Rainbow Graduation is unique in the sense that it is not just open to current graduates, but it is also open to Alum who have transitioned and were not able to cross the stage as their true selves.

“We actually to honor our alum, especially alum who have transitioned. They can participate in a ceremony as they want to represent themselves,” beams Flores. “We have had a number of trans individuals come in and say thank you for letting me graduate as myself.”

Rainbow Graduation takes place every spring semester in Hodgin Hall. Participants for Rainbow Graduation simply register with the LGBTQ Resource Center each spring.

Trans Lives Matter
Members of the UNM LGBTQ community in a show of support of Trans Lives Matter.

Universal Restroom Initiative
The Universal Restroom Initiative began early on in the Center’s history when several students came to the Center and expressed concern that there was a lack of universal restrooms on campus. Universal restrooms are necessary for transgender or non-binary individuals because many do not feel comfortable or safe in gendered restrooms, even if their right to do so is legally protected.

“When the Center started, we had a group of students come to us and told us that the way they would pick their classes were based on location to single-stall restrooms,” explains Flores. “We had students who would come in and tell us that they would not eat or drink anything until they got home because they were afraid to go to the bathroom.”

To combat this issue, the LGBTQ Resource Center, Accessibility Resource Center, the Office of Equal Opportunity and the UNM Policy Office worked to create UNM policy that would increase access to universal restrooms. With pushes from both the undergraduate and graduate student governments, the Universal Restroom Initiative was adopted by the UNM Board of Regents.

In 2016, Policy 3500: Universal Restroom Initiative was finally adopted. This policy states that any new restrooms or renovations to current restrooms must include a single, ADA accessible, non-gender restroom.

The LGBTQ Resource Center’s work is not finished with this initiative. There are still a large number of buildings on UNM’s campus that do not have a universal bathroom. The LGBTQ Resource Center will soon be revealing the map of universal restrooms across campus.

Affirmed Name Initiative
The Affirmed Name Initiative also began seven years ago through student concern. A student who had recently transitioned tried to use their Lobo ID and was denied because a person did not believe it was them. This student came to the LGBTQ Resource Center for help and support on this issue.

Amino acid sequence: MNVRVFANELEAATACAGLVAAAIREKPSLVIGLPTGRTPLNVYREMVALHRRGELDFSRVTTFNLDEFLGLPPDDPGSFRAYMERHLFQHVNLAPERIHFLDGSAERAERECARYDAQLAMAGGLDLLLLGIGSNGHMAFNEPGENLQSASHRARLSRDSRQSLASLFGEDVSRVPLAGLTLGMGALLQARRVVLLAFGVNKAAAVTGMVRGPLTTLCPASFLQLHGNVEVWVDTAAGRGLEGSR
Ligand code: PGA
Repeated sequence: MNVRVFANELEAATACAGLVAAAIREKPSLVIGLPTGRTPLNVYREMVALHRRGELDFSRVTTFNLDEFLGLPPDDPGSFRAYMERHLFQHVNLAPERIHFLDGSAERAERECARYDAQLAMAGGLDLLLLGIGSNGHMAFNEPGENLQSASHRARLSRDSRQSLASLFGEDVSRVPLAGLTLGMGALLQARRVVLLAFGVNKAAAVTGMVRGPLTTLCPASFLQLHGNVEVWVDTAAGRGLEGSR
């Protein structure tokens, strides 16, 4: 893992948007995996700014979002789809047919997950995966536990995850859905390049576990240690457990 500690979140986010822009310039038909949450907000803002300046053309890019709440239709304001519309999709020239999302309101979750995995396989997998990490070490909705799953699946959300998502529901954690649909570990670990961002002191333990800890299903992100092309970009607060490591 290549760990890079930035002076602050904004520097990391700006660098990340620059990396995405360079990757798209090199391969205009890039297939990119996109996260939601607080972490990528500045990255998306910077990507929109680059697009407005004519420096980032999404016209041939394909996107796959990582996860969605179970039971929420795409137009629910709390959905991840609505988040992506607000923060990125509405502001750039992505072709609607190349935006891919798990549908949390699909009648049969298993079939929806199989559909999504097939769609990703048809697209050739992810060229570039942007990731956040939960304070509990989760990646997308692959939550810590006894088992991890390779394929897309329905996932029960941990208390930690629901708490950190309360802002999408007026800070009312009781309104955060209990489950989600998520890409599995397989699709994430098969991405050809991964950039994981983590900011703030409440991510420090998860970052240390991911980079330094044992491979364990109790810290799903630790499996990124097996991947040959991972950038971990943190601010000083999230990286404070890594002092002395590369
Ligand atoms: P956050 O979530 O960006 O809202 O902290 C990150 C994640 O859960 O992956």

“We realized how many times has this happened, and how many times will this continue to happen if we don’t do something” reflected Flores.

To prevent this issue from happening again, the LGBTQ Resource Center created a committee with the Office of Equal Opportunity, the Lobo Card Office, the Office of the Registrar, Informational Technologies and more. From there, the committee created three phases to create a community that was more welcoming to individuals who would prefer not to use their legal birth name to identify themselves.

Implemented in Jan. 2018, the first phase enabled students, staff and faculty to put their preferred first name on their Lobo ID. Lobos were able to change their preferred first name through LoboWeb. Within 24-Hours of the change, individuals would be able to get a new Lobo ID with a new picture and their preferred name free of charge.

“When we first unveiled it, that first semester, a couple hundred people changed their Lobo ID. So, we knew there was a huge need for it. We had the numbers to show that people were utilizing it.”

According to the numbers from UNM Information technologies, 546 people changed their name within the first year of this policy. Later in the Spring 2018 semester, students were able to request their diploma featured their preferred or affirmed name. In April of 2019, Phase III allowed Lobos to change their gender identity and set preferred pronouns on LoboWeb. This allowed future emails and letters from the University to address individuals with the pronouns they preferred. All three phases have been successfully implemented.

Moving Forward
The LGBTQ Resource Center is now looking to the future. The LGBTQ Resource Center is planning on celebrating its decennial year with a yearlong celebration. Aspects of this years’ celebration include inviting student alumni back to host panels.

“I want to show them these are the students who graduated through the UNM LGBTQ Resource Center and look at the amazing things they are doing,” explains Flores. “I want to show these students you can have a future. You can be out. You can be queer. And you can be successful because we don’t hear that enough.”

A part of these celebrations also includes revising the LGBTQ Resource Center’s mission statement and releasing a ten-year plan for the new decade.

“The center was created out of a need for survival,” reflects Flores. “I want to move our ten-year plan from how do we survive to how do we thrive as LGBTQ individuals in this country.”

The LGBTQ Resource Center will be releasing its 10-year plan at the next Rainbow Graduation.

The LGBTQ Resource Center is currently located at 1919 Las Lomas NE.